THE PRESIDENT. I believe that the 25th amendment has served a good purpose despite my own involvement in it. But leave that aside. It was, of course, if you go back and study the history of it, actually proposed and approved for quite different reasons.

On the other hand, in the last year, certain circumstances have arisen which, in my judgment, may prompt the need for some changes.

I think, for example, the Congress ought to study the desirability of putting a time limitation on the time that the Congress should have for the consideration-approval or rejection. But these are matters that Congress can, in the remaining days of this session or in the next session, investigate, because of the experiences of the last year or so.

CONDITION OF THE ECONOMY [13.] Q. Mr. President, your friend, Paul McCracken, has said that we are entering a V-shaped recession and that we ought to call a spade a spade. Yet Administration officials have been avoiding the word "recession." Would you apply that term to our economic condition now?

THE PRESIDENT. Recession has been defined. I think the national bureau of economic research [Bureau of Economic Analysis] actually is the authority on this matter. It is my understanding they are going to come up with some answer on this question in the very near future.

But let me make an observation of my own, if I might. We are facing some difficult economic circumstances. We have too many people unemployed, and we want to do something about it. And my economic package that I submitted to the Congress and the American people will do something about it.

The American people are concerned about inflation, and my economic program would do something about inflation. So, what we have tried to do, instead of getting into semantics, is to offer constructive proposals to meet the problem. Whether it is a recession or not a recession is immaterial. We have problems. The plan I submitted is aimed at solving these problems. And therefore, I really do not care what the name is. We want solutions. And my proposal, I think, will offer that opportunity.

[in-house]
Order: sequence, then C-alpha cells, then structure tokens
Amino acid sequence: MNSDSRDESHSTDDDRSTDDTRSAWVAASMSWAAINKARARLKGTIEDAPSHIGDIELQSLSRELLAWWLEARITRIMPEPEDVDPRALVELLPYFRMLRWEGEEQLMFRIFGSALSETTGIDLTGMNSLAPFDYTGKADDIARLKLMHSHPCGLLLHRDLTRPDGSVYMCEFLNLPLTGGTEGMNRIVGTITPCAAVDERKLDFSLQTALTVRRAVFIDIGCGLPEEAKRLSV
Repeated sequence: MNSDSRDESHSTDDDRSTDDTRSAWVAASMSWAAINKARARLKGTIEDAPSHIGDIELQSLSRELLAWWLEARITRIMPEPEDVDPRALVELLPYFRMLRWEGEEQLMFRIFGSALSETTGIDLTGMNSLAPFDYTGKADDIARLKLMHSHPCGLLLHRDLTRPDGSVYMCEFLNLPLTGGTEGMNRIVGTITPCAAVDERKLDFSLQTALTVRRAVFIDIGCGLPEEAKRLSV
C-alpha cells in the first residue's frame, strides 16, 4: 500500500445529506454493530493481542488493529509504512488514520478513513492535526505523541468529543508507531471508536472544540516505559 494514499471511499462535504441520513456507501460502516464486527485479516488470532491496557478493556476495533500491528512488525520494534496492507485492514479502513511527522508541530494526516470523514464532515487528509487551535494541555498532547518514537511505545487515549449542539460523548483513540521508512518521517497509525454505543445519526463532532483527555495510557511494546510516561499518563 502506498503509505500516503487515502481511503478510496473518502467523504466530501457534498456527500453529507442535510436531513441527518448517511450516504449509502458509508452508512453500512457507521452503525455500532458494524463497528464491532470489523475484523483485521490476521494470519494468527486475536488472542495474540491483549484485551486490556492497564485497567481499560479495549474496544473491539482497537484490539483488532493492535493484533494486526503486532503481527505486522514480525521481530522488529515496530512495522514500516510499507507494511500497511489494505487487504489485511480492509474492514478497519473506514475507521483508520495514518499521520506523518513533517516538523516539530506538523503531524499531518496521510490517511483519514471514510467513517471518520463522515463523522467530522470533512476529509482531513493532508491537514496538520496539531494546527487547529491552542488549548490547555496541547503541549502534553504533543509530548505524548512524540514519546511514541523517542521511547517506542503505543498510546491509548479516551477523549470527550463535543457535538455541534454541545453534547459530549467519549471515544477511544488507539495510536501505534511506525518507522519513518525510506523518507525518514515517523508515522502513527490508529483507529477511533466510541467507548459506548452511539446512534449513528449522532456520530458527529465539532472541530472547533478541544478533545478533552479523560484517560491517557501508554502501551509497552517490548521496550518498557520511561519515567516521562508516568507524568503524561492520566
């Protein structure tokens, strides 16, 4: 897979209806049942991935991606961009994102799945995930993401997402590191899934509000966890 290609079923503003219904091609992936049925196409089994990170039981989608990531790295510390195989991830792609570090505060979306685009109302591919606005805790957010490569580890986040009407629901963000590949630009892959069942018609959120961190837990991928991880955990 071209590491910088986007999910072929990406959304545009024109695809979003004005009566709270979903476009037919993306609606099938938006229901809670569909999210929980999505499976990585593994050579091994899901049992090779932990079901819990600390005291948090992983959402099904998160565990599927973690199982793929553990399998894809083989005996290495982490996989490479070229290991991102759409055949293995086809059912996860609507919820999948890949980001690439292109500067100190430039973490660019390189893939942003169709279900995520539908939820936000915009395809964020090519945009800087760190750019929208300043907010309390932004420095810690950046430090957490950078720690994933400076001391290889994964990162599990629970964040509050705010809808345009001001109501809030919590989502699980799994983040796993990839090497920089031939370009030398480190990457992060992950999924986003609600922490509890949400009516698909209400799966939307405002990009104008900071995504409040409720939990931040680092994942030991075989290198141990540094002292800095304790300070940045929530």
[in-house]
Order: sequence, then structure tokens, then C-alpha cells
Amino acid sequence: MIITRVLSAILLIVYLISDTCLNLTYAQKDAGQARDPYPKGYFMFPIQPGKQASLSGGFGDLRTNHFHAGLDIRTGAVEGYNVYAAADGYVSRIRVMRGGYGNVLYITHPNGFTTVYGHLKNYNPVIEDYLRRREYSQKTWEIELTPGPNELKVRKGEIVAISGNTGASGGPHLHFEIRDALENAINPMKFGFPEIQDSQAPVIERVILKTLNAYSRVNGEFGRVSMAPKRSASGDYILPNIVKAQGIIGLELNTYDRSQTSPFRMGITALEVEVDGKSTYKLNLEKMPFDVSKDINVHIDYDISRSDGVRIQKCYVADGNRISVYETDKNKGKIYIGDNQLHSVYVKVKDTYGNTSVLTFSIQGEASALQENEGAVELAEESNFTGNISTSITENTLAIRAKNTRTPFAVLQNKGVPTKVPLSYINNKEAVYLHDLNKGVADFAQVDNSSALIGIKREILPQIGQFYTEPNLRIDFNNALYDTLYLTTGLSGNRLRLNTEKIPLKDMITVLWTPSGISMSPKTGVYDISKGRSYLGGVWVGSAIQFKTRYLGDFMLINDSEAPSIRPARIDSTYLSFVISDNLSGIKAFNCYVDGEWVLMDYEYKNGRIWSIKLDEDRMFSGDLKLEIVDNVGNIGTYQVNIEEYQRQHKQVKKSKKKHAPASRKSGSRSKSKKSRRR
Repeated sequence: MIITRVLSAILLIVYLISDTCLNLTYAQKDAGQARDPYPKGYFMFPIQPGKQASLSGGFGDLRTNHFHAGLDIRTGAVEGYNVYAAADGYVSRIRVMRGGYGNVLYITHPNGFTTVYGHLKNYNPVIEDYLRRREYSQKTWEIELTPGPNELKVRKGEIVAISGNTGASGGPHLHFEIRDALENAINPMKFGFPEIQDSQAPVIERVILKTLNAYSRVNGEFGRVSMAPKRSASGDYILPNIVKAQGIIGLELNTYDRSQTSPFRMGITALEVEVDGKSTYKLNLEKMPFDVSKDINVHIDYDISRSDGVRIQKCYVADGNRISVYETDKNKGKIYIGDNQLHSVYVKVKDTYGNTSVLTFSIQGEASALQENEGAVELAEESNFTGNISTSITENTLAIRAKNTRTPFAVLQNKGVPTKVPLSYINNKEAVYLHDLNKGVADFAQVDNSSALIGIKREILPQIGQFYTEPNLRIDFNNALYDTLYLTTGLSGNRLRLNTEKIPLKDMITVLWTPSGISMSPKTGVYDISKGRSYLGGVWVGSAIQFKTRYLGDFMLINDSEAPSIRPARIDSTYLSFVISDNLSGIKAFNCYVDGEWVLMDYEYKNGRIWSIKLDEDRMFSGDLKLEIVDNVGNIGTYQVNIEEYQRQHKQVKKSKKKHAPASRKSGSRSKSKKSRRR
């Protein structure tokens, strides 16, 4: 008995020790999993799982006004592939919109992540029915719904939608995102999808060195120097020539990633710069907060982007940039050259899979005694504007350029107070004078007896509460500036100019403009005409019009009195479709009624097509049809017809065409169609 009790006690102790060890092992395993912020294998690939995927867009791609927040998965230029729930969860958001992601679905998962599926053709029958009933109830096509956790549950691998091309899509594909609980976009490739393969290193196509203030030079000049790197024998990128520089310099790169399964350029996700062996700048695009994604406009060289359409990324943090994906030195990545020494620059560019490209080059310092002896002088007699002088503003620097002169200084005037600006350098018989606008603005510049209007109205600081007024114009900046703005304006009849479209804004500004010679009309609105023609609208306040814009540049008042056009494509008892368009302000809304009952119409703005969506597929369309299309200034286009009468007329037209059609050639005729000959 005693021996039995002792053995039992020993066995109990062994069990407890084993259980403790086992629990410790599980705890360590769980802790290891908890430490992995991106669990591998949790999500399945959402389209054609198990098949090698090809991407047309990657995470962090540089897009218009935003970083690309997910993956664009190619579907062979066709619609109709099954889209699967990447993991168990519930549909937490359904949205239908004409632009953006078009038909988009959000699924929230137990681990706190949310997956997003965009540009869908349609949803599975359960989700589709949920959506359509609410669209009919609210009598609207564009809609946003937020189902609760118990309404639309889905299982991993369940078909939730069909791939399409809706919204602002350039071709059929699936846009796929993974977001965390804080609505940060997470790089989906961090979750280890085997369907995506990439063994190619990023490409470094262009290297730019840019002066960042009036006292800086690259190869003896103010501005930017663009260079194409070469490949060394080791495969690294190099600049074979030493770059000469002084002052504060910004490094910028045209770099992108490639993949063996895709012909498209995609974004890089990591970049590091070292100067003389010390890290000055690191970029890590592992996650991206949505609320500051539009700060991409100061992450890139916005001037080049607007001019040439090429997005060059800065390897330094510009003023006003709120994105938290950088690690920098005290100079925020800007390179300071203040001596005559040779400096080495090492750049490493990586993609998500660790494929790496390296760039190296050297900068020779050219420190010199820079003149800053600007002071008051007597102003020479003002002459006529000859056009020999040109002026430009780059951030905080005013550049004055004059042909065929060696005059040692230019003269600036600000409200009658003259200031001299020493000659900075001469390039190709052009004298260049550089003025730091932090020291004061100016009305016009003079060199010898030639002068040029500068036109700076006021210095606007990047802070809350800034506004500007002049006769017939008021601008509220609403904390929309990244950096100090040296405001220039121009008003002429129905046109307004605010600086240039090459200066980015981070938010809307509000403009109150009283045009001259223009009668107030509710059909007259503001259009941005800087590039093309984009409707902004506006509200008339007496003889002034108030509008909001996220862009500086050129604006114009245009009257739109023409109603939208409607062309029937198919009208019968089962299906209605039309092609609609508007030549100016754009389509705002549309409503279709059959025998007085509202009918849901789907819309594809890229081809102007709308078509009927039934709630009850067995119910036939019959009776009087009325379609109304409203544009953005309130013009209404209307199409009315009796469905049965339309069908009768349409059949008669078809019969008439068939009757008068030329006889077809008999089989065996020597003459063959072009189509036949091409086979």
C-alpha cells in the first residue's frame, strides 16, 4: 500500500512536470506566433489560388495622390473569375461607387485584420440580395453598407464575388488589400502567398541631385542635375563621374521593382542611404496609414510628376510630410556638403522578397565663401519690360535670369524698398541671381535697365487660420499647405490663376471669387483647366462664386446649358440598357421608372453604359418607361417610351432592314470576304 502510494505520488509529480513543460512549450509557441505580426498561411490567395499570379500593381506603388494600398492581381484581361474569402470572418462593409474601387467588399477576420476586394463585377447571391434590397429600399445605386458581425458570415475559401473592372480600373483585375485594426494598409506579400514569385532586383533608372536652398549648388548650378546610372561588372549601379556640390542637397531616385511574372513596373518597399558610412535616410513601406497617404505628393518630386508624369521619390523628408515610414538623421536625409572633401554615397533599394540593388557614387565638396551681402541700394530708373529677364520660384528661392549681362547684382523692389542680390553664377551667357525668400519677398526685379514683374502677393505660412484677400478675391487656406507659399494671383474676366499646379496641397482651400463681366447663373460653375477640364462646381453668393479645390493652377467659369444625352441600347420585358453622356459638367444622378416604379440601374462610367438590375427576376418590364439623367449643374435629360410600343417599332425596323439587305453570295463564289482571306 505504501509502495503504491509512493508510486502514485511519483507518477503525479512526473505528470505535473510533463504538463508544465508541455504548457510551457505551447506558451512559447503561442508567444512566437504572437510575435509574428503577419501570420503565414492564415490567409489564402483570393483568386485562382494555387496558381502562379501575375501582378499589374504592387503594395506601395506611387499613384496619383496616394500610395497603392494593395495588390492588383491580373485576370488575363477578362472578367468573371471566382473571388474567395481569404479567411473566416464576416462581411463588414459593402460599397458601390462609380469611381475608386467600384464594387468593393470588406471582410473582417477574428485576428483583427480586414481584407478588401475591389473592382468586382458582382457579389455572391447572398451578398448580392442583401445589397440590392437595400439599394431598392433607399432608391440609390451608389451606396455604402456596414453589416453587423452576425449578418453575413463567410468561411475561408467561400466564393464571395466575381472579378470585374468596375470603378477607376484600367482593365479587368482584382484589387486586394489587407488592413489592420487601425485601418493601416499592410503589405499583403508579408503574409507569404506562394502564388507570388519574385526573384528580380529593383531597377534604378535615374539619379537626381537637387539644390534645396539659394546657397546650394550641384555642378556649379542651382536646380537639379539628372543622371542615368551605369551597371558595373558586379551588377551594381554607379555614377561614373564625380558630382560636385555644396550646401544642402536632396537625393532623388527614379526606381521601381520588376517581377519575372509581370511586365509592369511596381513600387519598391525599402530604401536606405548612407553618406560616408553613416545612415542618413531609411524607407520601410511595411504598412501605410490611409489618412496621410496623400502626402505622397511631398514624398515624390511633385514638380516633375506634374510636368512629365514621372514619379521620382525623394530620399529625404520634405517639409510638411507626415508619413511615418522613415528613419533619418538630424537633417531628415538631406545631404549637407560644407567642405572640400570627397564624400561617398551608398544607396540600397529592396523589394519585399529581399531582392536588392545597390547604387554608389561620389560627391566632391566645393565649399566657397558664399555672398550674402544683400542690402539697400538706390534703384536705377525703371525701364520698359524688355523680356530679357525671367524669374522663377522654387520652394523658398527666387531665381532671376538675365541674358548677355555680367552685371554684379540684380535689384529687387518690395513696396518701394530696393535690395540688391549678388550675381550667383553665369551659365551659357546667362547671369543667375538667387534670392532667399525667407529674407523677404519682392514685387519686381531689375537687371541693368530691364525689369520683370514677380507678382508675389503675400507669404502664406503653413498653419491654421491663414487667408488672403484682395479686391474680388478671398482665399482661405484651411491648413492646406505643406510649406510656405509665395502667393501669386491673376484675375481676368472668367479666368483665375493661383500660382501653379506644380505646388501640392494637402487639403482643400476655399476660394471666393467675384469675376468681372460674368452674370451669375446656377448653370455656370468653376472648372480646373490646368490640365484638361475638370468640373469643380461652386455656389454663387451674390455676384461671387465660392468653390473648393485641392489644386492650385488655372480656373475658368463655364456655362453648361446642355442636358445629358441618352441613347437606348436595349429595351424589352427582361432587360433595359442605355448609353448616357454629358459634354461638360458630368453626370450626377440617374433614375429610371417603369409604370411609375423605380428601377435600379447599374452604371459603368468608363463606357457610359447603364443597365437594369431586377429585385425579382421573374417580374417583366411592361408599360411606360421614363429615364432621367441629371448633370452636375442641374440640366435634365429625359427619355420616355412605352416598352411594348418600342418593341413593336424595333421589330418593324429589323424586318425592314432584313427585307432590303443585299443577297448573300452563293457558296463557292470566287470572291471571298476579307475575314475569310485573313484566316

STRATEGIC ARMS LIMITATION TALKS [14.] Q. Mr. President, since Secretary Kissinger has been to Moscow, do you have any optimistic outlook now on the SALT agreement?

THE PRESIDENT. I believe that the Secretary's discussions with the General Secretary, Mr. Brezhnev, were very constructive. Some of the differences, as I understand it, between their view and ours, have been narrowed. And as a result of the progress that was made in Moscow, the announcement was made [on October 26, 1974] that I would meet with Mr. Brezhnev in Vladivostok the latter part of November. We hope that each step will mean more progress and that we will end up with a SALT Two agreement.

OIL IMPORTS [15.] Q. Mr. President, your Press Secretary, Mr. Nessen, has hinted or implied that you may be considering limiting oil imports; that is, limiting imports of Arab oil, if necessary, to make your goal of cutting oil imports by 1 million [barrels] a day, perhaps in the form of a dollar figure, a dollar limit on imports. Are you considering it? Is this a live possibility?

THE PRESIDENT. Our first objective is to cut the 6 million barrels per day imports of crude oil by 1 million barrels. We believe that, with the energy conservation recommendations we have made, that objective can be accomplished.

However, if there isn't the saving of 1 million barrels per day of oil imports by voluntary action, we will, of course, move to any other alternative, including the possibility of mandatory limitations, to achieve that result.

That is essential from the point of view of our economy, our balance of payments, et cetera.

THE VICE PRESIDENT-DESIGNATE [16.] Q. Mr. President, if Rockefeller is confirmed, would you ask him to refrain from giving gifts as he has given in the past to public officials and other politicians?

THE PRESIDENT. My judgment would be that Mr. Rockefeller would use excellent judgment in the future in however he wishes to dispense the funds that he has available. I think that his approach in the future would certainly be related to the experiences he has had in the past.

CONGRESSIONAL PAY INCREASE [17.] Q. Mr. President, there is a lot of talk on the Hill that Congress might come back after the election and vote themselves a pay increase. There is also talk if they don't do it this fall, it certainly will be voted early next year. Would you sign a bill that would provide Congress with a pay increase at this time?